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Figure 1: Difficult to access geometries render the cleaning process more difficult. Easy-to-clean alternatives that facilitate safe and economic cleaning can already be determined during the design stage.


 
Figure 2: The design phase offers the greatest opportunities for influencing costs.


Drawing 3 and 4: Depending on the workpiece function, edges, recesses and blind holes may be necessary. These can be designed in a in a flow-optimised or less flow-optimised manner. Design engineers should consider and exhaust all possibilities of designing a workpiece in a flow-optimised manner. Although the example on the right dispenses with recesses, it exhibits angular and thus less easy to clean recesses.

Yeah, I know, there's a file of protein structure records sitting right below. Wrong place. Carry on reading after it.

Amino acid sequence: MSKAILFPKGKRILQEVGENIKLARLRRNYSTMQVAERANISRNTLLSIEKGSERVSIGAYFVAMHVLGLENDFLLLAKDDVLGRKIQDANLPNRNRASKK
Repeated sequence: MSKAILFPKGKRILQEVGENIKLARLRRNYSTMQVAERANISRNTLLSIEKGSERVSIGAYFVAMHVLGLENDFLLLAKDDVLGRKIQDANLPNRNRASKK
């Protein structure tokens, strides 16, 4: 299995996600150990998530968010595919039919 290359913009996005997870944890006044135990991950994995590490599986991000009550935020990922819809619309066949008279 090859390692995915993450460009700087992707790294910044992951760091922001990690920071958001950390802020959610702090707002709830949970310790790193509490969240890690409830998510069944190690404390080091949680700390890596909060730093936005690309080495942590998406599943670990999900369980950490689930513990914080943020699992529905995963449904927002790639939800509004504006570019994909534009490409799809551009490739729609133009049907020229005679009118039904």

Drawing 5 and 6: Contaminations must be accessible. This is made possible by component geometries that are designed in a flow-optimised manner. The design example on the left shows partly continuous bores that guarantee that the cleaning agent can flow through the ducts and reach the contaminations. By contrast, the bores in the example on the right are mostly designed as blind holes - this is less advantageous as far as fluid mechanics is concerned.

Information about the authors:
Thomas Gutmann is Head of Customer Support; Stefan Schaal is Head of Product Development and Design at MAFAC.